By Curt Peterson
The first important thing to know is that a mortgage is a lien, not a loan. A mortgage loan involves the borrower giving a mortgage on a property to a lender in exchange for funds, usually used to purchase the property. The property can’t be sold without paying off any part of the lien due at time of sale.
The Mountain Times talked to Norm Frates, senior vice president of residential lending at Mascoma Bank, to find out what people might look forward to when seeking to mortgage a property this coming year. Frates has been in the mortgage lending business 33 years, and provided a long-range perspective on the loan market as it relates to housing.
Frates said a 30-year, fixed-rate mortgage loan is the most popular option, and has a current interest rate as of Sept. 7 of 7.125% to 7.25%. The rate is driven by what the Federal Reserve sets as the fed funds rate for banks to borrow and lend among themselves . This also drives the bond yields and rates which directly influence mortgage interest rates.
Attempting to control inflation, the “Fed” has steadily raised its rates to banks since March of 2022 and the home mortgage loan rate has followed suit.
“Although,” Frates said, “Fed rate increases have slowed down, as have mortgage loan rates increases. A month ago the mortgage loan rate was the highest it’s been in some time — 7.75%. Now it’s a little lower.”
He thinks loan rates will stay about the same for some time. But demand for loans is still strong — Frates said home buyers are “OK with the current rates.”
“There’s a very low inventory of available properties, and a resulting high demand, but that doesn’t affect mortgage loan rates either way,” Frates said.
With notable increases in property prices, it’s important to know that mortgage loans over $726,000 are classed as “jumbo” loans with interest rates about .125% higher than smaller loans.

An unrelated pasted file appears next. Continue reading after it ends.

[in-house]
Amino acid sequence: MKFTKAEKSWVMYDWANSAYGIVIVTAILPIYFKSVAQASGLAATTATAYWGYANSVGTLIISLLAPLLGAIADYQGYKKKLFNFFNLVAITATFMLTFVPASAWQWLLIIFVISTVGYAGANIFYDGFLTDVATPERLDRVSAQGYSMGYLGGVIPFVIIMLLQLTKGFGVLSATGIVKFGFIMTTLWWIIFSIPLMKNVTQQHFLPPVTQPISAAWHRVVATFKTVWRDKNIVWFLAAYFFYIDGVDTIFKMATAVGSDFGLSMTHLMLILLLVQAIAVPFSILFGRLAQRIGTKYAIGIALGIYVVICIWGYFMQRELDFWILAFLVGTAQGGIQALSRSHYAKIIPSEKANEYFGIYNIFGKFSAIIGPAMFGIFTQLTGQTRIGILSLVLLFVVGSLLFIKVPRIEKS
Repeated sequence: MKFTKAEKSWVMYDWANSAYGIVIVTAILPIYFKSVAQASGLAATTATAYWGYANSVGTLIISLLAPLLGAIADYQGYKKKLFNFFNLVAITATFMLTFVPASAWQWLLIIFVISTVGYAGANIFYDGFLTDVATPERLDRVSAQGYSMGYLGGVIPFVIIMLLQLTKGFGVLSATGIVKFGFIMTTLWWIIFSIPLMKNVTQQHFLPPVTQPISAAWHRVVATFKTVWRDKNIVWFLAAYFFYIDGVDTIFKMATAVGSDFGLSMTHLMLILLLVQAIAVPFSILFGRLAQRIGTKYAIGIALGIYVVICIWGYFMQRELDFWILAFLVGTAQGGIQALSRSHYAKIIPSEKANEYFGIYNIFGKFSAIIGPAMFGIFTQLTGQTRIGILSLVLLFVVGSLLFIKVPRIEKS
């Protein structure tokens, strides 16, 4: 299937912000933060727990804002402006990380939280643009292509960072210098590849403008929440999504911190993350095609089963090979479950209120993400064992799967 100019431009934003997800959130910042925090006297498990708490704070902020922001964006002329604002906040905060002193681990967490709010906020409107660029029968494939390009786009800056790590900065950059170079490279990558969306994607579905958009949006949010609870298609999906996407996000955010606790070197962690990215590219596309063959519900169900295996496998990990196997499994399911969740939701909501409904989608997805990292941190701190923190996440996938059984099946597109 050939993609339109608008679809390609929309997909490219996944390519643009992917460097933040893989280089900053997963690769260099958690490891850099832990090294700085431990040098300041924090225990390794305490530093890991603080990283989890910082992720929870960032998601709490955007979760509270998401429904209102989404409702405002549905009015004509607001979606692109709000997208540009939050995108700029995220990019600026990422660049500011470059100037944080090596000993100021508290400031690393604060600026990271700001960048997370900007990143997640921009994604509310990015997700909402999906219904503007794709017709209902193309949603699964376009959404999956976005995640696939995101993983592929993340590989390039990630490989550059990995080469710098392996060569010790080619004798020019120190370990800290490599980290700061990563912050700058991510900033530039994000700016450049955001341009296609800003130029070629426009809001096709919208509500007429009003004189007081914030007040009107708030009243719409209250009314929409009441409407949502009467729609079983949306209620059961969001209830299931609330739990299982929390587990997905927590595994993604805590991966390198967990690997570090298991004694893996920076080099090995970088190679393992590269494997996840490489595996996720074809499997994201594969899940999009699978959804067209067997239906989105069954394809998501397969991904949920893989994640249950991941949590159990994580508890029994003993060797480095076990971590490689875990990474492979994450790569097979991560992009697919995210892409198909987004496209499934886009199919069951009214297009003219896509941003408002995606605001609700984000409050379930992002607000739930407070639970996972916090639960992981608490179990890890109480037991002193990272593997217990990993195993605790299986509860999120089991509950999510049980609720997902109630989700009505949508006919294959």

A buyer has to come up with a downpayment to make up the difference between the purchase price and any mortgage loan.
Frates said the downpayment amount is determined by both the qualifications of the borrower, and the characteristics of the property.
“For a primary single-family residence, the down-payment might be as low as 3 %,” he said. “And for second-home purchases, down-payments might be 20% for condos, and 10% for single-family units.”
“Most mortgage loans in Killington are 20% down situations,” he added.
If a borrower arranges a 15-year pay-back mortgage loan, they would currently pay an interest rate of 6.875%.
Cash buyers don’t have an advantage when purchasing property, he said, but they find real estate appreciation attractive vis a vis low savings interest rates.
“If higher returns on their money relative to mortgage loan rates becomes a reality later, they can ‘cash-out’ by refinancing, and use the funds to earn higher yields.”
What does the future of mortgage loan rates look like?
“It’s a crap shoot,” Frates said.
Adding, a bit later, “it’s just really hard to predict.”